Although people have been dreaming for centuries, and some try to analyze our dreams in order to understand them, it wasn’t until recently the neuroscientists have conducted concentrate studies on why we dream.
We all have awakened from sleep with a memory of something we dreamt. Some of our dreams are spiritual and pleasant, while others are bizarre to the point of being absurd. Many scientists believe that our dreams are an extension of our waking lives, while others say they fill in for feelings we have suppressed.
We know from recent research that our brains process information from our conscious memory when we are sleeping, or in our unconscious state. In that process, where do the dreams take over? We know that our mind is the most active when we are in our REM stage of sleep, and that is when we dream the most. Does the process of encoding our memory end up as a dream, something we can visualize on another level?
Scientists have come up with a few theories, and here are five reasons they give as to why we dream.
1. Processing Information and Memory
Sleep is fundamental to a well functioning brain and memory. If we are deprived of sleep we experience all sorts of mental and physical problems. It is the period of time when you brain actually is the most active, and when memory is consolidated.
Some research suggests that the key to memory consolidation is not just letting your brain rest, but in the dreams we have. Most dreams interweave our recent experiences and associations, which may be your brain processing and organizing the conscious and unconscious stimuli it has taken in throughout the day. After your daily memories have been consolidated by your dreams, your brain gets a chance to refresh itself. Dreams could be the brain’s way of “rebooting the system.”
2. As a Coping Mechanism
The inner turmoil you are going through in your waking hours does not stop when you go to sleep. As you deal with stressful situations your dreams sometimes reflect you inner feelings. They try to help you cope with your problems by establishing some kind of relevance.
According to Psychiatry Professor Ernest Hartmann, M.D. , dreams are directed by particular emotions, like stress. “Varying emotions cause new material to be constantly “weaved” into the memory of the dreamer in ways that help him or her cope with stress, trauma and other types of psychological anxiety.”
3. Wish Fulfillment
Do you find it strange that your dreams are always about you – your hopes, fears, angers, associations, etc.? That is because they typically are a reflection of your deepest concerns or wishes. Your subconscious can uncover things your conscious mind has repressed. For example: You may be driving a racecar made of cheese. This may be crazy, but your subconscious may simply be telling you that you would like to drive a racecar, and have Kraft foods sponsor it. Dream interpretation is a different “science” in itself.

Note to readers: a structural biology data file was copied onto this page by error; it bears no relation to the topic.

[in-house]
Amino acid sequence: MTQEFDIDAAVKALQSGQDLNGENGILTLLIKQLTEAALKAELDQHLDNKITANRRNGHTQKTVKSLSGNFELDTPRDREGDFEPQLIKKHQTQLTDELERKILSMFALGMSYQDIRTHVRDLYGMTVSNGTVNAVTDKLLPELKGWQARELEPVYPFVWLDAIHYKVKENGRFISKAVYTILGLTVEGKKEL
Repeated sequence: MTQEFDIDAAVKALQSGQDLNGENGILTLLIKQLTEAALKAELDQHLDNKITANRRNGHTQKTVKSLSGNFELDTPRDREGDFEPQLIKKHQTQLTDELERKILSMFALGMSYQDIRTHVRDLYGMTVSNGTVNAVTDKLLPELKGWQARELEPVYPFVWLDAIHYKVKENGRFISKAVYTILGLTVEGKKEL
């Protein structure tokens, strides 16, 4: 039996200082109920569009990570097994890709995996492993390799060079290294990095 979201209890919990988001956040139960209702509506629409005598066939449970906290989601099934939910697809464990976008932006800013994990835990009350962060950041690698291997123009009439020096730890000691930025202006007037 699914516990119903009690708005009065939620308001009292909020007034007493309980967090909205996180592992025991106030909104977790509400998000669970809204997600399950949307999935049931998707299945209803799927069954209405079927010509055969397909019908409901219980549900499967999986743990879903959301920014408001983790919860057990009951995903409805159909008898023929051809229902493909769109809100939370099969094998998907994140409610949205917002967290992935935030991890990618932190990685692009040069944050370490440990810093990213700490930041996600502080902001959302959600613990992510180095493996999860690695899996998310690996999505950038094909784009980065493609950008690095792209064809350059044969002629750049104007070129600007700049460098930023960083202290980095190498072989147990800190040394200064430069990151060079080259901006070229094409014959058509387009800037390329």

Sigmund Freud’s influential book, The Interpretation of Dreams, suggests that dreams are the direct result of repressed emotions and they might represent unconscious thoughts, wishes or desires.
Famed psychologist Carl Jung believed that our dreams, even our most creative ones, are compensation for events in our waking lives. He also suggested that our dreams by reflect portions of our personality that have not developed fully. This could explain dreams that show a personality trait that is much different from the one we have in our waking hours.
For example: Someone who is unhappy in their waking life may have dreams of bliss and romance in their dreams. Or, a person who is successful may have dreams of losing their fortune.
People often say, “Don’t lose sleep over it,” when they see someone confronted with a difficult situation. This is so true, and you may want to get more. Sleep can be used as a time your brain is able to solve your problems. Sometimes you just have to walk away and take a break, which is what sleep is, and your problem will solve itself. Dreams can help us in tackling our everyday problems.
We draw upon information we already know when we try to solve problems. Dreaming is especially helpful because it helps organize and consolidate memories, making it easier to access when we’re problem solving.
So if you’re facing a particularly difficult problem, go ahead and sleep on it. It might actually help.
About the author:
Ron White is a two-time U.S.A. Memory Champion and memory training expert. As a memory keynote speaker he travels the world to speak before large groups or small company seminars, demonstrating his memory skills and teaching others how to improve their memory, and how important a good memory is in all phases of your life. His CDs and memory products are also available online at BrainAthlete.com.
Fit & Health — Why do we dream? http://health.howstuffworks.com/mental-health/sleep/dreams/why-do-we-dream.htm